As for your stealth guy hypothetical? Why the hell is the player choosing to build a character that totally replaces the role of an existing one? That just sounds like an ******* player to me.

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I give players experience individually. Some players will get bonus xp for Obligation or just good roleplaying, on top of the general session Xp. Players who miss a session get half of the Xp for that session. When I have had new players, they get the Xp of the player with lowest level of Xp. I find that this way, new players don't come along and jank everything up as there will still be better characters at the table than them.

When I get a new player, I talk to them. I ask them what they want to play and tell them about what the other players are playing. I try my best to let them know about party roles that need to be filled, and what might help them carve out their own niche within the group. I try to discourage players from taking on the same role as a player who is already established in that role.

 

9 hours ago, TheShard said:

Why does an earned xp of 600 not equal 600xp out the gate?

Players who have established party roles over 600xps worth of sessions will definitely feel a bit salty over some new guy who comes along and plonks a character they built with 600xp for free. Xp that is earned through play and adventure makes a player feel very attached to a character. When some janky newbie sits at the table with a min-maxed stat block they just pulled out of their arse, then the player who spent several sessions earning that experience is going to feel rightly peeved.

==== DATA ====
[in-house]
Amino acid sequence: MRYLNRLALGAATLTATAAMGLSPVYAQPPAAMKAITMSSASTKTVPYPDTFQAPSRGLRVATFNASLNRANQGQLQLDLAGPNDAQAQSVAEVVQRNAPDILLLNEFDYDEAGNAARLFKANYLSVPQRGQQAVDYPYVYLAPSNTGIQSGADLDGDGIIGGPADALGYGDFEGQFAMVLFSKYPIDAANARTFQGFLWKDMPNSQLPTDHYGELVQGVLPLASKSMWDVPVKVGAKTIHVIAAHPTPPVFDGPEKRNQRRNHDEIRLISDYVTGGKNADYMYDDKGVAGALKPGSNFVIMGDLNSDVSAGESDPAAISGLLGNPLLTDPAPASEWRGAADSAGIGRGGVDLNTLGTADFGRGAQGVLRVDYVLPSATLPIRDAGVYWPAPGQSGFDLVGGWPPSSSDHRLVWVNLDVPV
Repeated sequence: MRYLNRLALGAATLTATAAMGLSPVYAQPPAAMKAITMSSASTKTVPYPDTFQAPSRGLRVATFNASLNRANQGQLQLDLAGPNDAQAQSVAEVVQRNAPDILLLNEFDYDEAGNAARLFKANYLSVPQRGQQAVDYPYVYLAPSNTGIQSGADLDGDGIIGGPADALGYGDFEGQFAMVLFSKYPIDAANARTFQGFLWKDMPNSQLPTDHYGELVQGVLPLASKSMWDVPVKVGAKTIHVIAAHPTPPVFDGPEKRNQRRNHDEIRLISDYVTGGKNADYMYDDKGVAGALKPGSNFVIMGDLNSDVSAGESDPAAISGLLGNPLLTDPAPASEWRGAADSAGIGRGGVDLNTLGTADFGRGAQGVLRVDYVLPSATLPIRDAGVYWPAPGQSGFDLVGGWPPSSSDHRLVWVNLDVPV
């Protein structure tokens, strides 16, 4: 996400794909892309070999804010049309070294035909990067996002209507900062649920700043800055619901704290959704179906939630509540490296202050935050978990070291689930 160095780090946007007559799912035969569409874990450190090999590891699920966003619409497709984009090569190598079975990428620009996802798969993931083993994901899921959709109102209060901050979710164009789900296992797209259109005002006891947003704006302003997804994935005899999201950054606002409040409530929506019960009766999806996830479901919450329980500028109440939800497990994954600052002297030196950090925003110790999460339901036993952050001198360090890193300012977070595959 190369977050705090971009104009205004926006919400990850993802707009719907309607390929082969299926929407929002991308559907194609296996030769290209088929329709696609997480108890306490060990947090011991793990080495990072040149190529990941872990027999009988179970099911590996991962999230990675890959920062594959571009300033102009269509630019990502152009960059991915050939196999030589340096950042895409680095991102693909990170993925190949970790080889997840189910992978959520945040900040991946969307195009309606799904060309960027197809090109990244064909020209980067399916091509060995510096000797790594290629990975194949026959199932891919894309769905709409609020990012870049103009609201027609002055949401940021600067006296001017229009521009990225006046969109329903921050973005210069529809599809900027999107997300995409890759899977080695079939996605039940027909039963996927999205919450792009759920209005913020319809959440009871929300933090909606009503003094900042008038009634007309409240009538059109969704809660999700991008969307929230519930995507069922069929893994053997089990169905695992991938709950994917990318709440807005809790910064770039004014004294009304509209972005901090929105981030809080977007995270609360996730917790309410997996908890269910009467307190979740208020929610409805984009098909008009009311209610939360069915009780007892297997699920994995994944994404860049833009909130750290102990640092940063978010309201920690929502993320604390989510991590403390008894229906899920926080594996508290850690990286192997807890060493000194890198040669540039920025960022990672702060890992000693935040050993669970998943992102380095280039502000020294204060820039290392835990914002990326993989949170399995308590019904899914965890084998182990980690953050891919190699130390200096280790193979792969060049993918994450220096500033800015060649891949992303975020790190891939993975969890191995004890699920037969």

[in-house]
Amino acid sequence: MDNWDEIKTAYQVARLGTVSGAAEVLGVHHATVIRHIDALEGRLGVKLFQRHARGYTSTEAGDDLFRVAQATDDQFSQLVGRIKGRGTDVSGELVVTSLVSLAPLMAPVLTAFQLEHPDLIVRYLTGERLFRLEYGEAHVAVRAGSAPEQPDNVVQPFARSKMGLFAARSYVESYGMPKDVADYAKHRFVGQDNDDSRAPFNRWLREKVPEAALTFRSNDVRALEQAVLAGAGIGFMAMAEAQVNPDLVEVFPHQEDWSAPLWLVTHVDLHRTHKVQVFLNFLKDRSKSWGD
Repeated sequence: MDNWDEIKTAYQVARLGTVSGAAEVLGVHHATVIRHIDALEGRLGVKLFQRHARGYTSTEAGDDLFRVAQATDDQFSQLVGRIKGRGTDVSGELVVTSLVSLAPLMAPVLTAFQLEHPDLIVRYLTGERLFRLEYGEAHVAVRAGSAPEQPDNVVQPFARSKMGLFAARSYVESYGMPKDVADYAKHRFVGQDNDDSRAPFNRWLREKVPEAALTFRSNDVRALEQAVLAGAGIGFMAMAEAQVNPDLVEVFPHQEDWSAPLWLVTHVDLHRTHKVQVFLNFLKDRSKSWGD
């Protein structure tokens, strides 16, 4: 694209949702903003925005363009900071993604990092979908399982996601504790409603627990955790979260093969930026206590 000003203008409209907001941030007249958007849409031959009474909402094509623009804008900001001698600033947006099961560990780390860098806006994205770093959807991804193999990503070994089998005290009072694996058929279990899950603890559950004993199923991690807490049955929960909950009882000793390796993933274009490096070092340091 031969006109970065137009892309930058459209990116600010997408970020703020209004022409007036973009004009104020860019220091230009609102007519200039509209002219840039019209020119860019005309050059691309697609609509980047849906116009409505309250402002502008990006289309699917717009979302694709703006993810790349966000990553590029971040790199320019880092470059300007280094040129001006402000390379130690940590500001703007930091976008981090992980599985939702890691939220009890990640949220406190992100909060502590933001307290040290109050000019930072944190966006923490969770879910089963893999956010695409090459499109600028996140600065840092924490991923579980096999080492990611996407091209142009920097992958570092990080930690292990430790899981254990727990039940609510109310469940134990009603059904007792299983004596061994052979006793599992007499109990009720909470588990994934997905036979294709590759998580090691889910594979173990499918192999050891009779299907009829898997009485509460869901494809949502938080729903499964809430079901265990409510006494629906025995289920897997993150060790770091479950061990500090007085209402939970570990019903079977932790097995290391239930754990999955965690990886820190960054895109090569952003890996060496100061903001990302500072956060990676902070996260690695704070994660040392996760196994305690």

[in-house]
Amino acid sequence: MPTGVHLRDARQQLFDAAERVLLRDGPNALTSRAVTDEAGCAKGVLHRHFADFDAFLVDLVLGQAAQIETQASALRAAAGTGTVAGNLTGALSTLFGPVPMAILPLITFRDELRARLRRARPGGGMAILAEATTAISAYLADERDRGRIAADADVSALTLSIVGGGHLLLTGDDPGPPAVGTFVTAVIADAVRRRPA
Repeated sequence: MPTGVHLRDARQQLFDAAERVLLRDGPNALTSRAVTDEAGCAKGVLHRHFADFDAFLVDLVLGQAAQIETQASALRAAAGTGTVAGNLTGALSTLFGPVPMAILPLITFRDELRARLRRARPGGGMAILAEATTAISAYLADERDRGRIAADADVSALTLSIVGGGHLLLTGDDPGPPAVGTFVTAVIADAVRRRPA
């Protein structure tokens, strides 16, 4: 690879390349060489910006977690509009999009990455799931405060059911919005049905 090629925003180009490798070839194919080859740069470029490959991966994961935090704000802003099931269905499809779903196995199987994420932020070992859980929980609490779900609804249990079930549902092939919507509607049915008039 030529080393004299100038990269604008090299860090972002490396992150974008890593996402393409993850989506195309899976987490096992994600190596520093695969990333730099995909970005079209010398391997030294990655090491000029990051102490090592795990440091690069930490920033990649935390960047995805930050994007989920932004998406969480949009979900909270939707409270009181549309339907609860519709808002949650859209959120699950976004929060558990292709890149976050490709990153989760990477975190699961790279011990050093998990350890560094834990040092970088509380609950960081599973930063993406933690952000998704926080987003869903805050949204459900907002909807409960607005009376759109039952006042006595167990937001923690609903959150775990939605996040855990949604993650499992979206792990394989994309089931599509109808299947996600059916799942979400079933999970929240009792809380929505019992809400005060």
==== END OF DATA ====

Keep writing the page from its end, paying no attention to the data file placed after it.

There is also the fact that when players are given more Xp during character generation, players tend to build overly optimized personality-less stat-blocks instead of a character. (That is more just a personal peeve of mine though :P )

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When this happened in an old saga edition game I was in, our GM was good enough that he saw it and figured out what it could mean.  So he allowed a one time rebuild of our characters so we could recalibrate to the new group dynamic.  We had restrictions and could deviate completely, but the new characters were strongly encouraged to either fill a role not filled by the existing ones, or if a similar role to take it from a different angle.  

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I can't possibly see why two stealthy characters is a bad thing, double the sneaking power!

incrimental raises sound a good thing, and clip them around the ear if they opt for auto fire cheese.

Edited by LordBritish

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Regarding 600xp characters being more powerful if created at that level as opposed to earning it over sessions, an explanation by some D&D min-maxers I knew explained it best: when you start at level 1, you have to take feats and abilities to ensure your character survives to get to higher levels, ones that might not be as useful later on, whereas when you start at level 20 you don't need to 'survive' those twenty levels and can build the character to be the most powerful it can be at that level.

19 hours ago, Desslok said: